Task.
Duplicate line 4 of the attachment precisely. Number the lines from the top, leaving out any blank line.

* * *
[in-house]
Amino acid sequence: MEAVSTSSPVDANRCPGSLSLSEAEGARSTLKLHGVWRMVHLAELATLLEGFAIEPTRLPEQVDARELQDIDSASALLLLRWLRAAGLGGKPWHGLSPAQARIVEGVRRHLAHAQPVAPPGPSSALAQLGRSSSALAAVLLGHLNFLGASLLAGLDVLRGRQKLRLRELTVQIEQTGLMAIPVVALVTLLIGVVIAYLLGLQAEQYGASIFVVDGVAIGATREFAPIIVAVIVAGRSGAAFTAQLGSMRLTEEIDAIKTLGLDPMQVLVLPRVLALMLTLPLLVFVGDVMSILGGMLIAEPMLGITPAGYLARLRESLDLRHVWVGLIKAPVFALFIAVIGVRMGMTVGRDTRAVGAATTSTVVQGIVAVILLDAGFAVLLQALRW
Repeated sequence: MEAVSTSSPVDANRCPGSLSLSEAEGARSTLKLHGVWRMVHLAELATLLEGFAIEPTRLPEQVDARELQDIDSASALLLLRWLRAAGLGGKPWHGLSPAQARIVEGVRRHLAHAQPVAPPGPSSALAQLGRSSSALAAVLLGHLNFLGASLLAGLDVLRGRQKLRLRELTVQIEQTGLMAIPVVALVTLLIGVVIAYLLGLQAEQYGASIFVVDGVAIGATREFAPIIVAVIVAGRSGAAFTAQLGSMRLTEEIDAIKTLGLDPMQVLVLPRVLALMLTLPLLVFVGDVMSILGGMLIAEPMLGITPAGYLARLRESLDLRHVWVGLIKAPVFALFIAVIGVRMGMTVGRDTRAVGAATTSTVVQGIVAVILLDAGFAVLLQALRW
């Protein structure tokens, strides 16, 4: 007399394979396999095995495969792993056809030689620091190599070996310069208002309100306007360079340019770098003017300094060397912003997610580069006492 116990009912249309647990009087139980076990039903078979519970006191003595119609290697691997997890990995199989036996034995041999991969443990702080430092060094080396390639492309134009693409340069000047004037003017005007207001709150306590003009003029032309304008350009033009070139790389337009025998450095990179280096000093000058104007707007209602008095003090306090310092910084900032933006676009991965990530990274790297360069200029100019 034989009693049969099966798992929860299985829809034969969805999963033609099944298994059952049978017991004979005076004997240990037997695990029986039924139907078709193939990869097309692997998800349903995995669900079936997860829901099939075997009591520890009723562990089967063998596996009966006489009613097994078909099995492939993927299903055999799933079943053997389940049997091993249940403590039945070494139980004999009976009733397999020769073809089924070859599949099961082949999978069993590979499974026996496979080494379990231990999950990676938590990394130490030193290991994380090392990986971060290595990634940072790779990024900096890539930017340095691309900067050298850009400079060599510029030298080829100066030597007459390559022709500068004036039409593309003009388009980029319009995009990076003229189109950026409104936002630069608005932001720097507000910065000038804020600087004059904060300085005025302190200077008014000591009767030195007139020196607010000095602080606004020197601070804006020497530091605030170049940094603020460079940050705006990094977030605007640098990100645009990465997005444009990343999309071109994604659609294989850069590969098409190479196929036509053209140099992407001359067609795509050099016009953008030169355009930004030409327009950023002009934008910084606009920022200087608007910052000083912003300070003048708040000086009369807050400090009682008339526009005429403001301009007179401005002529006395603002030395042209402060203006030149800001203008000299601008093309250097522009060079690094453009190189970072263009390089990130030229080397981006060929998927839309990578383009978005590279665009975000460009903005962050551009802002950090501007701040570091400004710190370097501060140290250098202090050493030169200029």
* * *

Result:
């Protein structure tokens, strides 16, 4: 007399394979396999095995495969792993056809030689620091190599070996310069208002309100306007360079340019770098003017300094060397912003997610580069006492 116990009912249309647990009087139980076990039903078979519970006191003595119609290697691997997890990995199989036996034995041999991969443990702080430092060094080396390639492309134009693409340069000047004037003017005007207001709150306590003009003029032309304008350009033009070139790389337009025998450095990179280096000093000058104007707007209602008095003090306090310092910084900032933006676009991965990530990274790297360069200029100019 034989009693049969099966798992929860299985829809034969969805999963033609099944298994059952049978017991004979005076004997240990037997695990029986039924139907078709193939990869097309692997998800349903995995669900079936997860829901099939075997009591520890009723562990089967063998596996009966006489009613097994078909099995492939993927299903055999799933079943053997389940049997091993249940403590039945070494139980004999009976009733397999020769073809089924070859599949099961082949999978069993590979499974026996496979080494379990231990999950990676938590990394130490030193290991994380090392990986971060290595990634940072790779990024900096890539930017340095691309900067050298850009400079060599510029030298080829100066030597007459390559022709500068004036039409593309003009388009980029319009995009990076003229189109950026409104936002630069608005932001720097507000910065000038804020600087004059904060300085005025302190200077008014000591009767030195007139020196607010000095602080606004020197601070804006020497530091605030170049940094603020460079940050705006990094977030605007640098990100645009990465997005444009990343999309071109994604659609294989850069590969098409190479196929036509053209140099992407001359067609795509050099016009953008030169355009930004030409327009950023002009934008910084606009920022200087608007910052000083912003300070003048708040000086009369807050400090009682008339526009005429403001301009007179401005002529006395603002030395042209402060203006030149800001203008000299601008093309250097522009060079690094453009190189970072263009390089990130030229080397981006060929998927839309990578383009978005590279665009975000460009903005962050551009802002950090501007701040570091400004710190370097501060140290250098202090050493030169200029």